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'Song of Silver, Flame Like Night': New fantasy novel examines the cost of power and imperialism

The cover of "Song of Silver, Flame Like Night." (Courtesy)
The cover of "Song of Silver, Flame Like Night." (Courtesy)

A fallen kingdom. Old gods. Sleeping demons.

That’s the mythical world of “Song of Silver, Flame Like Night,” a new Chinese-history-inspired fantasy novel by Amélie Wen Zhao, which landed on bookshelves Jan. 3.

The book follows a young girl and a mysterious practitioner of magic as they bargain with powerful forces to unlock the mysteries buried within their war-torn nation

While writing the book, Zhao drew deeply from xianxia and wuxia: two popular genres of Chinese fantasy.

“A common theme throughout the genre of xianxia and its sibling genre wuxia is a search for justice,” Zhao says. “So much of that genre centers around these legendary heroes who cultivate their power to fight evil and corrupt officials in service of the greater good and for the people.”

Amélie Wen Zhao (Courtesy of Charlotte Yuyin Li)

Zhao adds that xianxia and wuxia primarily arose from common folk rather than the imperial class or nobility. Fearing that the genre would stir anti-imperial sentiment, Zhao says several Chinese dynasties restricted these types of works.

The story within “Song of Silver, Flame Like Night” is inspired by a a dark chapter of history during what was known as China’s century of humiliation, a period that began with the Opium Wars in 1839, after which Chinese land was annexed by Western and Japanese powers.

The ensuing turmoil ensnared Zhao’s own family, something she learned about while growing up in Beijing.

“Some of my earliest and fondest childhood memories were of me perched on my grandmother’s lap in her courtyard house, listening to the stories of her life. And my grandma was a war orphan who fled her home in Kaifeng, Hunan to escape the invading Japanese forces,” Zhao says. “That’s when I realized that history is not so distant to us after all. It’s a part of us. It lives and breathes through the generations of us and shapes who we are.”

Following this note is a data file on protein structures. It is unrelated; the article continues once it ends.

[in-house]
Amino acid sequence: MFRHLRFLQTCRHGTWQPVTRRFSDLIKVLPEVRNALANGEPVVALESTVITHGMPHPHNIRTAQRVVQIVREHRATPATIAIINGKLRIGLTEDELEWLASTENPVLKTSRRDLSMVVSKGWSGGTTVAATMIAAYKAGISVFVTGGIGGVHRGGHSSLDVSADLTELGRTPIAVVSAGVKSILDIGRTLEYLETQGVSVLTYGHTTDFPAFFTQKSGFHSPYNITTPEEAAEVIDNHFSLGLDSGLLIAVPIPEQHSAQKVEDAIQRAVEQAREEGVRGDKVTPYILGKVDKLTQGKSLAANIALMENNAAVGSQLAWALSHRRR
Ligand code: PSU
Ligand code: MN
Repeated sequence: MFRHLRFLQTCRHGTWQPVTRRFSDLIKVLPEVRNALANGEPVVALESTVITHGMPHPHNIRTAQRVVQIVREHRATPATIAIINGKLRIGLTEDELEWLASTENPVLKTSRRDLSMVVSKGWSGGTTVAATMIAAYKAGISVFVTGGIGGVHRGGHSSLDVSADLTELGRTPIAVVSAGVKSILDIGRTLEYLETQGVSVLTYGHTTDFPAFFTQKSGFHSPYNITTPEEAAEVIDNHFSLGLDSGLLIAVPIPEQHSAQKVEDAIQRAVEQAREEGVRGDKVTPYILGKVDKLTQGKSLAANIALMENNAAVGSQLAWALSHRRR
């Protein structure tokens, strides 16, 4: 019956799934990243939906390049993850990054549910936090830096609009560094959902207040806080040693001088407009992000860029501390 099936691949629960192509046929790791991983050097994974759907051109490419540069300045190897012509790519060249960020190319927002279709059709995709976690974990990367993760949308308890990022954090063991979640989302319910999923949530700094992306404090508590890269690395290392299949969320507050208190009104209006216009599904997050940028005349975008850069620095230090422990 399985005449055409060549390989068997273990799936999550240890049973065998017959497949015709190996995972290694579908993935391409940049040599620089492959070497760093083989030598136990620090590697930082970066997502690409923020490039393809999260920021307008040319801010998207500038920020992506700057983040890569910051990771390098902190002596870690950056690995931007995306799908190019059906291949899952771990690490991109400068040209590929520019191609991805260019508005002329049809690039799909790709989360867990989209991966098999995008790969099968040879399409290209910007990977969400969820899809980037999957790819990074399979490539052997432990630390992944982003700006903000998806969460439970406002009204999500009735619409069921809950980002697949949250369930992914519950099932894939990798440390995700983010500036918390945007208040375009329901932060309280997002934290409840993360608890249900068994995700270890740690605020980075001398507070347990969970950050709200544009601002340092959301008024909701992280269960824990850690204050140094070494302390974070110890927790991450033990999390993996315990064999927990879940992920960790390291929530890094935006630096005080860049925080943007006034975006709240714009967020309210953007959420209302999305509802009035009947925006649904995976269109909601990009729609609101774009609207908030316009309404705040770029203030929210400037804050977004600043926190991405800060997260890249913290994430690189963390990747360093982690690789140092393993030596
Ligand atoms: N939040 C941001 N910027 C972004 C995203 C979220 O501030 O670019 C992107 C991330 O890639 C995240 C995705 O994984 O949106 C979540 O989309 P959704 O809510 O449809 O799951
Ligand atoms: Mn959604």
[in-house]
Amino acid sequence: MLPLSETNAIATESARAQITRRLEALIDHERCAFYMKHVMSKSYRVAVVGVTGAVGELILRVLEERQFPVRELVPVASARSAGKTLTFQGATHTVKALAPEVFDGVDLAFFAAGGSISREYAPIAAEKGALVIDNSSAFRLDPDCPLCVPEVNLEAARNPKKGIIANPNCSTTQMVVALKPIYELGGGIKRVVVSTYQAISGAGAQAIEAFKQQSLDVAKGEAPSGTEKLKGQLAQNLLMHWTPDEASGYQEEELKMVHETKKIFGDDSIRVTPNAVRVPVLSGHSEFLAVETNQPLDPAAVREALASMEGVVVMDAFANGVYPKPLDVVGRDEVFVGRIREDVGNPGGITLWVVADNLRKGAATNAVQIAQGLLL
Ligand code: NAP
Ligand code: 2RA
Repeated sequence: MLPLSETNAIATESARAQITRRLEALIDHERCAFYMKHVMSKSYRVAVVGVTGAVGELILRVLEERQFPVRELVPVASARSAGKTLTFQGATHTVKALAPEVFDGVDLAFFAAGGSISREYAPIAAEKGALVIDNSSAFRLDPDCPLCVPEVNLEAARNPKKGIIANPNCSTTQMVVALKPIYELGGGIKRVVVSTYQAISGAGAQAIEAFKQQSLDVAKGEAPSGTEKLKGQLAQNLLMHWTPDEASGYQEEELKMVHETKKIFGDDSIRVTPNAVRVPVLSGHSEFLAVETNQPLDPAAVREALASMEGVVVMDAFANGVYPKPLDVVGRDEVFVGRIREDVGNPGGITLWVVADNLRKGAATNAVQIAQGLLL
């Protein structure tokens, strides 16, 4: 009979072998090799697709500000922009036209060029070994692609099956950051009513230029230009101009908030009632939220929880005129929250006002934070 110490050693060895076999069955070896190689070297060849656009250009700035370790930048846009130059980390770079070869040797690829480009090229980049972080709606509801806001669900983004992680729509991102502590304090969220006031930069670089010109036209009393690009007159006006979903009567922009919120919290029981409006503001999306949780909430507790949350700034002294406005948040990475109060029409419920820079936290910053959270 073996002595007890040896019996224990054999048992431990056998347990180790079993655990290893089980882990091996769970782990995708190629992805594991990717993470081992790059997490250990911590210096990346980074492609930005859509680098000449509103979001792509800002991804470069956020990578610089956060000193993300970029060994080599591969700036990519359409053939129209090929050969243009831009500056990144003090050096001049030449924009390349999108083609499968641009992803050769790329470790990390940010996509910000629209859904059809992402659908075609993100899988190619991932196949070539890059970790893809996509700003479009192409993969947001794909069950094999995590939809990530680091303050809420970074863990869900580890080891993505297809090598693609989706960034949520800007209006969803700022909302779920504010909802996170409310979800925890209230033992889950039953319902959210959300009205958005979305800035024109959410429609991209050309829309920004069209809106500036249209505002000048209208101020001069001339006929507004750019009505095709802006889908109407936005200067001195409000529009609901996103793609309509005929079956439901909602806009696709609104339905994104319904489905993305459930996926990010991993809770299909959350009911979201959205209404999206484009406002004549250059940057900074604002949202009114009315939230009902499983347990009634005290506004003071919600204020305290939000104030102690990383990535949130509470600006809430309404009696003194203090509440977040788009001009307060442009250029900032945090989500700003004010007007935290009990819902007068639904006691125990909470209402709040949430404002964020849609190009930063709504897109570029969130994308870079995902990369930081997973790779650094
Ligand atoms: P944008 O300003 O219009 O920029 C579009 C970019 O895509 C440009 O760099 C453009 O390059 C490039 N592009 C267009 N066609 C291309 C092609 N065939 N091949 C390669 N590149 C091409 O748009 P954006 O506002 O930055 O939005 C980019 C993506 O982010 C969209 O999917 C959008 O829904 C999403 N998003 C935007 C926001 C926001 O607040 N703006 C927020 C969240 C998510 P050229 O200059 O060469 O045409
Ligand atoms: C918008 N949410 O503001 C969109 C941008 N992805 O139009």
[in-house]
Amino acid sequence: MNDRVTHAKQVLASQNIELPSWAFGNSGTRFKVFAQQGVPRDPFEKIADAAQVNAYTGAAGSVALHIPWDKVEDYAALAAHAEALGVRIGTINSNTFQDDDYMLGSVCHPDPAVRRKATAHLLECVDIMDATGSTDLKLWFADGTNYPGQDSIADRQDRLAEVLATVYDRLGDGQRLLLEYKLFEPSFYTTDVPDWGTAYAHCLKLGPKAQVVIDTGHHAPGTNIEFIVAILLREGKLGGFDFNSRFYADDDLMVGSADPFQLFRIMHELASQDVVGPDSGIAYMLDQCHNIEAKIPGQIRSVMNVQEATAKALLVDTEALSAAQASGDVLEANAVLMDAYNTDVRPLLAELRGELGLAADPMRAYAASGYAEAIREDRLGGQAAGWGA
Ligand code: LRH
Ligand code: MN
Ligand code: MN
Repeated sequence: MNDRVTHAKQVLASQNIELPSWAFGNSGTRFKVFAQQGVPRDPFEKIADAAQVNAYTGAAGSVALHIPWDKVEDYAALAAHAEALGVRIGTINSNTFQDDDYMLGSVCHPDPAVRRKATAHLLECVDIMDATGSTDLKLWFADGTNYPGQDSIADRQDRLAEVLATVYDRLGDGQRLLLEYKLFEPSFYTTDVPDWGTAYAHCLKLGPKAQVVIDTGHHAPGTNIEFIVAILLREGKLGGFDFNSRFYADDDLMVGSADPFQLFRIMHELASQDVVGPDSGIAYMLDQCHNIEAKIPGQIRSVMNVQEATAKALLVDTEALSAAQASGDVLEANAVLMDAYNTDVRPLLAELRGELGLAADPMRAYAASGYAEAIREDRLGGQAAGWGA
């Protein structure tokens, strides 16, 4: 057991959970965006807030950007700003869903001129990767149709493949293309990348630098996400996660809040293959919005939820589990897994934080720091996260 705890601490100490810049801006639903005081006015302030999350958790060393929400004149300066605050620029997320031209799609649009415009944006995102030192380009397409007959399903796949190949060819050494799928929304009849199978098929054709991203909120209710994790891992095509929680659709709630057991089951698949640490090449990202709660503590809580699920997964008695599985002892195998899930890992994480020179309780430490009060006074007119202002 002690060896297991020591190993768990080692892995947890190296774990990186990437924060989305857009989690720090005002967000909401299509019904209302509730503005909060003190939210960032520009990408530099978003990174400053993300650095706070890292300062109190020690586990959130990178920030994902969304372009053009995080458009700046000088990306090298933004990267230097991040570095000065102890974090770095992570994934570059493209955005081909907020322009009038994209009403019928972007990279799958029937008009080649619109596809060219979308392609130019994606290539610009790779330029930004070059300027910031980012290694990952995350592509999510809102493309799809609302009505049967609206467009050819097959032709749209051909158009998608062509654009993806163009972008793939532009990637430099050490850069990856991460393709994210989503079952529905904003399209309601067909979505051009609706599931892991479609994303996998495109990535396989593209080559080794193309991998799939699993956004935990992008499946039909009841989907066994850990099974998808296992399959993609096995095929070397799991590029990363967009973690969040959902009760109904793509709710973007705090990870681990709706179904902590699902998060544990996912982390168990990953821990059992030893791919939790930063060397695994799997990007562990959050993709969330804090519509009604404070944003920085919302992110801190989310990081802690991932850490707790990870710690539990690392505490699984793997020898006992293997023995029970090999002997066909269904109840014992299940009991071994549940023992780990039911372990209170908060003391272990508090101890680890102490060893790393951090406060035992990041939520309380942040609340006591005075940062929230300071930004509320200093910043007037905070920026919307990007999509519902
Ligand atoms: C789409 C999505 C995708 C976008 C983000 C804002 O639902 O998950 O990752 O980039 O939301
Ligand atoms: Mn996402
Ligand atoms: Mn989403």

This period of imperialism inspired the central questions at the heart of “Song of Silver, Flame Like Night.” To what length will people go to reclaim power when it’s taken from them? And what will it cost them when they do take that power?

Zhao says the questions that drive the story are inspired by the Chinese philosophy of yin-yang.

“There has to exist some form of balance instead of extremes and absolutes,” Zhao says. “Too little [power], and you fall to those with more power than you — in this case, the external colonizers that came and conquered the land. But too much and it corrupts you, because at some point you shift into seeking power for the sake of holding power at whatever costs that may come with.”

“Song of Silver, Flame Like Night” is a novel born out of the pain of the pandemic.

“At the time, living in the U.S., we were … being exposed to a spate of anti-Asian rhetoric. And I just remember waking up every day to the news that people like me were being attacked in new and horrendous ways,” Zhao says. “I felt just really angry and helpless. And so I wrote down two lines at the time. I wrote ‘She would no longer be the flower. She would become the blade.’”

But Zhao says the story isn’t just a reflection of pain; it’s a celebration of Chinese people and their rich cultural heritage.

“I wrote this book not only to empower us, but to celebrate us,” she says. “As a Chinese author, I think it’s my duty to commemorate the spirit of my people and to remind us that in dark times, so long as we live on and carry our legacy, there’s going to be hope.”


Kalyani Saxena produced and edited this interview for broadcast with Catherine Welch. Saxena also adapted it for the web.


Book excerpt: ‘Song of Silver, Flame Like Night’

By Amélie Wen Zhao 

Excerpted from “Song of Silver, Flame Like Night” by Amélie Wen Zhao. Copyright © 2023. Published by Delacorte Press. Reproduced by arrangement with the publisher. All rights reserved.

This article was originally published on WBUR.org.

Copyright 2023 NPR. To see more, visit https://www.npr.org.